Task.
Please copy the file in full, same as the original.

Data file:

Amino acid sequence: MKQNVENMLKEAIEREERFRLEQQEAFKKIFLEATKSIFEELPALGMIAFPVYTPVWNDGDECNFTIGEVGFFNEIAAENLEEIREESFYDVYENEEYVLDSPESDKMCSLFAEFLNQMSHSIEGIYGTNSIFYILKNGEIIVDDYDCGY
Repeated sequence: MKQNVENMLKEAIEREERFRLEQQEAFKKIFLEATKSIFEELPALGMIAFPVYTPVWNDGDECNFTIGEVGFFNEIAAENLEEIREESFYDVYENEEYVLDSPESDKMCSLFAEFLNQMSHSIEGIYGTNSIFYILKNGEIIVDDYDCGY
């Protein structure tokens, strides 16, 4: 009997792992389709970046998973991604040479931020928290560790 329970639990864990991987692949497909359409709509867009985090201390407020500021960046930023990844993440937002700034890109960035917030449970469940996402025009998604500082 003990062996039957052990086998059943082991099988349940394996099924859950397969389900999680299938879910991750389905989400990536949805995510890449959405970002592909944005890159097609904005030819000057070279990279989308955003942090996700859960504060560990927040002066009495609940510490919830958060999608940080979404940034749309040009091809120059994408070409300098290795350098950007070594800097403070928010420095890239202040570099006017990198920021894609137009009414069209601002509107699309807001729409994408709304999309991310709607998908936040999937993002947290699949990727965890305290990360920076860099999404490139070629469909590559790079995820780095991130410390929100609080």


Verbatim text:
Amino acid sequence: MKQNVENMLKEAIEREERFRLEQQEAFKKIFLEATKSIFEELPALGMIAFPVYTPVWNDGDECNFTIGEVGFFNEIAAENLEEIREESFYDVYENEEYVLDSPESDKMCSLFAEFLNQMSHSIEGIYGTNSIFYILKNGEIIVDDYDCGY
Repeated sequence: MKQNVENMLKEAIEREERFRLEQQEAFKKIFLEATKSIFEELPALGMIAFPVYTPVWNDGDECNFTIGEVGFFNEIAAENLEEIREESFYDVYENEEYVLDSPESDKMCSLFAEFLNQMSHSIEGIYGTNSIFYILKNGEIIVDDYDCGY
């Protein structure tokens, strides 16, 4: 009997792992389709970046998973991604040479931020928290560790 329970639990864990991987692949497909359409709509867009985090201390407020500021960046930023990844993440937002700034890109960035917030449970469940996402025009998604500082 003990062996039957052990086998059943082991099988349940394996099924859950397969389900999680299938879910991750389905989400990536949805995510890449959405970002592909944005890159097609904005030819000057070279990279989308955003942090996700859960504060560990927040002066009495609940510490919830958060999608940080979404940034749309040009091809120059994408070409300098290795350098950007070594800097403070928010420095890239202040570099006017990198920021894609137009009414069209601002509107699309807001729409994408709304999309991310709607998908936040999937993002947290699949990727965890305290990360920076860099999404490139070629469909590559790079995820780095991130410390929100609080």